Arushi Parakh, founder of the contemporary jewellery label Melt, ventured into the industry as a stylist for Marie Claire magazine. She then went on to work for reputed publications like Elle India and Harper’s Bazaar India. Styling for editorials helped her gain exposure and a deeper understanding of the mechanics of the business. Eventually, while working with different creatives, Arushi realised the importance of accessories for completing a look. This led her to handcraft jewellery and the few pieces steadily grew into a complete line, which culminated in a full-time profession. The designer gives us some insight into Melt, her creative process and more.
I was making jewellery on the side as a hobby, while doing my editorial styling job. It was hours of drawing and fiddling with different materials, and it just picked up from there. The whole idea was to create jewellery that I loved, could wear daily and actually afford. Today, the label stands for modern jewellery for daily wear — jewellery that you can live in, that is an extension of your personality.
Narrative building is an integral part of any story. Our brand narrative is built around how people feel when they wear our products. Hence, our approach is not to do collections but to do individual pieces that melt with one’s personal styling and don't force you to follow a certain aesthetic, but one that's truly yours. Visual storytelling is also a strong aspect of the brand. Compelling and diverse visuals give an insight into the orbit of Melt.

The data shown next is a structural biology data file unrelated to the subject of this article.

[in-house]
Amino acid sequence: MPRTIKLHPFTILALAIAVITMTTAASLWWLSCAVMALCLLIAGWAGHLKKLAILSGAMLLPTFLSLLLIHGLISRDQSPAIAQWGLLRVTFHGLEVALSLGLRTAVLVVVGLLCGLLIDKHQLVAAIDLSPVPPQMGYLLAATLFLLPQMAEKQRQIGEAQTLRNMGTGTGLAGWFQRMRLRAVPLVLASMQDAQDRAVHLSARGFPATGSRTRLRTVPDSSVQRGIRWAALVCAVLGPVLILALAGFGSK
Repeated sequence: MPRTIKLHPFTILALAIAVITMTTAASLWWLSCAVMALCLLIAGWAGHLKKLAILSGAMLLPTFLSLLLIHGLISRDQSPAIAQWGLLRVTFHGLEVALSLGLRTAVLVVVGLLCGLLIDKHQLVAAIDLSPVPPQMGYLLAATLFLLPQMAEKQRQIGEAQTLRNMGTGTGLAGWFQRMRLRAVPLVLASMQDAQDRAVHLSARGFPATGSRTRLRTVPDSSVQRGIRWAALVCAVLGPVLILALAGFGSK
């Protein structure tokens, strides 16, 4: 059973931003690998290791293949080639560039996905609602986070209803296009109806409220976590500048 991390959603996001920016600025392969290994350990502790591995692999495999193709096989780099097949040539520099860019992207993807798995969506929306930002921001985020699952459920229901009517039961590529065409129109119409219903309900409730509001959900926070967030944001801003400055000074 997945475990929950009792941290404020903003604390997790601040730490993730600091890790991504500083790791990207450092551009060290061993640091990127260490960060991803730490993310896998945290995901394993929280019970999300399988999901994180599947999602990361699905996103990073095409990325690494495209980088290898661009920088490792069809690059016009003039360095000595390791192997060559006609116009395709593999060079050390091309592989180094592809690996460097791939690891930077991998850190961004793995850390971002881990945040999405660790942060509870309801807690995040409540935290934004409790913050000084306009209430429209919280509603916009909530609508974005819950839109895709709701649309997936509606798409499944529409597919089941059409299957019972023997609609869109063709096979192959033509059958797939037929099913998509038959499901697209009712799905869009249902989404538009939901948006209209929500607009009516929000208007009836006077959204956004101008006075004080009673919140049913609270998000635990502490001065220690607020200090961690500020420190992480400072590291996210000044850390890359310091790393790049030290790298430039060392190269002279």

Melt jewellery is characterised by a vocabulary of simplified graphic shapes, with clean lines and a strong emphasis on balance. I want to show personality and emotion through my work. A project usually begins with research, then design by visualizing the styling and slowly stripping it down to jewellery. Aside from the choice of medium and concept, colour takes precedence. Creative practices are fluid and interdisciplinary. We have the Moon Necklace, which is very simplistic in its design but the idea began from having a dot on your body/ clothes. The size, the heaviness, the length and lightness of the chain, is all a part of the ideation process.
The Sustainable Blueprint
We have been an eco-conscious brand from our inception, but the lockdown has given us time to evaluate and re-evaluate a lot to make more changes across all our processes. We feel a greater sense of responsibility as an independent brand towards our karigars, their livelihoods and the cycle of codependency. We will be evaluating the impact of each and every action that is a part of our process more closely now. Be it digitising our direct work with karigars, from using paper tape instead of plastic for all our shipping orders to re-using chains from broken pieces (during the making process) to create smaller rings. We will also be encouraging our customers to get their pieces repaired by us and repurpose their older jewellery.
The Pandemic and Beyond
We want to be a thinking brand that functions in a considered way. We believe that slow design is everlasting. Also, the lockdown has brought to the forefront the importance and need for human connection. Jewellery connects generations, it becomes a way of moving the human story forward, it's a way of remembering special moments and presenting them to our loved ones in the future. It becomes a way a grandchild might know their grandmother, even if they have never met.
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Text Unnati Saini